Listen With Others

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Square Deal? by Tiburon

Posted by shirleycurran on 10 Jan 2020

Tiburon! We greet that with a smile as we are accustomed to having clues tweaked by the Listener editor so can be pretty sure that his will be beyond reproach, but then the second half of the relatively lengthy pre-ramble has us taking a deep breath. We are being instructed to dissect our completed grid into pieces and to rearrange them with complicated details about what unclued letters must be matched. It’s likely to be Christmassy isn’t it? Reindeer or something? Trees have been done before, I find a Christmas tree by Rasputin (who he?) on Dave Hennings’ Crossword database, among others, but it could be that or a snowflake or a Christmas animal? There was a lovely snowflake to be cut out some years ago. We begin to solve.

I search rather despairingly for an appropriate dash of Christmas spirits to confirm that Tiburon retains his Listener Oenophile entry ticket to the dinner. Well, the Stratford event wouldn’t be the same without him would it? However, it seems to be a rather dry crossword – until, that is, we solved 15ac ‘Raised distress signal up the pole (5)’

By the time we got to that clue, we had understood about putting two letters into one cell and using the diagonal line in the correct direction so that ELUSORY and SOUSED could both be read in the right order (and by an astonishing stroke of luck, I had them all facing the right way to aid my cutting up of the grid).

SOUSED is ‘up the pole’, Chambers tells me and that is extremely sozzled. What can I say? Cheers, Tiburon!

We don’t find this solve easy at all and have been solving for a couple of hours before we read the preamble properly and understand about the double letters, so that we can make ARBITRATOR intersect with SPEAR with the A and R sharing a cell, VIBRATO intersect with AMENTA with the AT of one becoming the TA of the other and so on. We know that we have to find nine of these and struggle in the south-west corner to find our ninth, even though the clue to ANTSY is generous, ‘Excited tourists on vaction in New York (4)’ giving us NY around T(ourist)S with an unclued A. I had been attempting to make that ‘monitor’ an IGUANA rather than the VARAN he turned out to be.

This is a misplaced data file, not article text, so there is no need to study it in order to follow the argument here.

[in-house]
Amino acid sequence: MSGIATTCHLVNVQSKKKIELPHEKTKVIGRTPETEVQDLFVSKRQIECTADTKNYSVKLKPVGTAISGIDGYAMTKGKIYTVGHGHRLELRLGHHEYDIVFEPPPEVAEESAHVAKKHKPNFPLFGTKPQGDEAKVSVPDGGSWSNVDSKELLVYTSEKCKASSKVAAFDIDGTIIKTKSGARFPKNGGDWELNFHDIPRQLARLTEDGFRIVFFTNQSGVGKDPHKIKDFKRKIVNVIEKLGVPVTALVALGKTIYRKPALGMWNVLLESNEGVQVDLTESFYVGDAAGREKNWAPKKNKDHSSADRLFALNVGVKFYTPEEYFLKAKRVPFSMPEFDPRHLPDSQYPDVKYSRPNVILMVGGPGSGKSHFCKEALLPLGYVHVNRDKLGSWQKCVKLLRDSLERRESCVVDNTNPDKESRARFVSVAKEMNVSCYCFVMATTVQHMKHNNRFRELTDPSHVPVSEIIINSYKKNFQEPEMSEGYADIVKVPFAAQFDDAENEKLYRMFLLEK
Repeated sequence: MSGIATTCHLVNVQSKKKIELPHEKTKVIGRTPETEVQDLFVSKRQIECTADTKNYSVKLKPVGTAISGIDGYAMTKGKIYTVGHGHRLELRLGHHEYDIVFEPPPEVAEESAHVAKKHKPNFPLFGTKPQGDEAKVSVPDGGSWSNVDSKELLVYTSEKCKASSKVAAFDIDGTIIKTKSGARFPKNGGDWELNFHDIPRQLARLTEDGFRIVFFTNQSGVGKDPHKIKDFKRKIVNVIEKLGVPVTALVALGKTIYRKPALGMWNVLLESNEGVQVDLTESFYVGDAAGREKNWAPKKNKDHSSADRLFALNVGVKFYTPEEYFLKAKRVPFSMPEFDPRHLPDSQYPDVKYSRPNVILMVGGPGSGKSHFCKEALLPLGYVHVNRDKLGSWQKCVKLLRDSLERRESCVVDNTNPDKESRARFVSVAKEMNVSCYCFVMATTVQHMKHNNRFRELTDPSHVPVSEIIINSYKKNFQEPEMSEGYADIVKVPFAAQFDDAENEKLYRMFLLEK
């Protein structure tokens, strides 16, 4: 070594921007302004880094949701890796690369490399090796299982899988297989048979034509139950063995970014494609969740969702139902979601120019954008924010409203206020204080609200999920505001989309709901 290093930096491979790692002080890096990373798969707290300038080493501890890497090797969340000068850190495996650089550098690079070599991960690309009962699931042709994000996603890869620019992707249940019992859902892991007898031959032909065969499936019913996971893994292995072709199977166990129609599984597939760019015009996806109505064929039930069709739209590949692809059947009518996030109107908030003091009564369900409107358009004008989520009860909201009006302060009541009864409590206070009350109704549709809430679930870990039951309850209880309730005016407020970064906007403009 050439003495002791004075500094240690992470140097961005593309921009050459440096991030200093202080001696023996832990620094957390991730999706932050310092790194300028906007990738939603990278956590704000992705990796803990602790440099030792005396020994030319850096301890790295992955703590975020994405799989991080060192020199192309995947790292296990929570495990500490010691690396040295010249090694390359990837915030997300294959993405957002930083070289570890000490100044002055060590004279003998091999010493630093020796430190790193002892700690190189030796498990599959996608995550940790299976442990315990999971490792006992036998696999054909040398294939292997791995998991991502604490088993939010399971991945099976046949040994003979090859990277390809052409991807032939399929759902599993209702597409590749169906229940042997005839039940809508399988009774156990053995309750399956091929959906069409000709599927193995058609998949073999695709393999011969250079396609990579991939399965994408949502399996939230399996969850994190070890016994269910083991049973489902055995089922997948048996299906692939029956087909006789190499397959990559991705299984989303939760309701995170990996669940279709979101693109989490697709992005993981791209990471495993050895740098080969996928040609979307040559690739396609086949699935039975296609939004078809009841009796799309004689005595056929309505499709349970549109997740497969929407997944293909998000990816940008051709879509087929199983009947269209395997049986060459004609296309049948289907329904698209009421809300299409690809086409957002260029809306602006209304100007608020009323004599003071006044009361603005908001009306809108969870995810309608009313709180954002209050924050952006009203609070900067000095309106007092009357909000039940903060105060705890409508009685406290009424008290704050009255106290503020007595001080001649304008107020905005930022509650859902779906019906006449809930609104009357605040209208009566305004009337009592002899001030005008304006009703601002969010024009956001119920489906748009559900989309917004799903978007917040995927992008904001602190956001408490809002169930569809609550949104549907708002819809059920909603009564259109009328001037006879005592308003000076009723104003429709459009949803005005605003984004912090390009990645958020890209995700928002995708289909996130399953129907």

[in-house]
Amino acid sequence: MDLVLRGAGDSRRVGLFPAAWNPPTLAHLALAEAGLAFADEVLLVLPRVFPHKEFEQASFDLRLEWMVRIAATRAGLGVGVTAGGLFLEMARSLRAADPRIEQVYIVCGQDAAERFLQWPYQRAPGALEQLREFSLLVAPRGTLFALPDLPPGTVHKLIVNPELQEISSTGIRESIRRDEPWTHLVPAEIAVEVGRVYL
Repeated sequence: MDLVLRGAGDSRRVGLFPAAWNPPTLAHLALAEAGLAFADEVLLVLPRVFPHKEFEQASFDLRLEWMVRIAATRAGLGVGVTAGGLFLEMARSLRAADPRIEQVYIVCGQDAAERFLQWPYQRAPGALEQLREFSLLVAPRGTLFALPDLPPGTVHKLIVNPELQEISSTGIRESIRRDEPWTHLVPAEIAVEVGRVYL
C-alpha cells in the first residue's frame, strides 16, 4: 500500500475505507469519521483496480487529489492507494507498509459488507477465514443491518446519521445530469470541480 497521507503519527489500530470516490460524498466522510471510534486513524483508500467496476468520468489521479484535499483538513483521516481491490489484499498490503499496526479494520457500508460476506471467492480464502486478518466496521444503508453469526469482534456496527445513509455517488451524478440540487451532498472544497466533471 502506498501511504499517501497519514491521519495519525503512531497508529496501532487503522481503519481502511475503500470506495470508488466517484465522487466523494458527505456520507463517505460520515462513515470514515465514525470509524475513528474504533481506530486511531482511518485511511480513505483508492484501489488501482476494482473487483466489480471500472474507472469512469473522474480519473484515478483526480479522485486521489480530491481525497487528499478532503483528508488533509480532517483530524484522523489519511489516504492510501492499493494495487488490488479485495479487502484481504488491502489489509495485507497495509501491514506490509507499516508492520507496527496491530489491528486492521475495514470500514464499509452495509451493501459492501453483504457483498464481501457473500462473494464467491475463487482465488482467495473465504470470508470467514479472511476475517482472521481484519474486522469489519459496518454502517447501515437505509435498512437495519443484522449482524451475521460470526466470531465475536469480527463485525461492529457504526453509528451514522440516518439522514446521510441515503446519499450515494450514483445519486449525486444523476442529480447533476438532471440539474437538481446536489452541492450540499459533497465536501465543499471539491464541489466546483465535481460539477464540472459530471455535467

We should have seen far sooner that the corrected misprints were instructing us to TANGRAM something. Well, I chop the grid along the lines indicated by the diagonal marks, then, with a cry of delight, fit them altogether and realise that one of our editors has, at last, after a couple of years, located the elusive Poat hare. What a Christmas treat.

Then disillusion sets in as the remaining corrected misprints spell O TANNENBAUM. That isn’t a hare is it? My small grandson was singing that with his school choir a couple of weeks ago when we were with them in California (he’s in a German/English International School). He was drowned out by the four-year-old’s rendering of ‘Let It Go’ from the Disney Frozen but I suppose we have to move with the times).

Back to the cutting and gluing.

A moment of trepidation. How do we tangram a Christmas tree? Of course, I have recourse to my old friend Wiki who shows me one example – and, though I am not sure that we have found all the correct unclued letters, that instruction about the three Es tells me which way up to put the tub so that the soil doesn’t spill all over the presents (and a rather disconsolate hare who thought he was the star of the show).

A rather higgledy-piggledy MERRY CHRISTMAS appears and I highlight it.

Delightfu! Many thanks to Tiburon.



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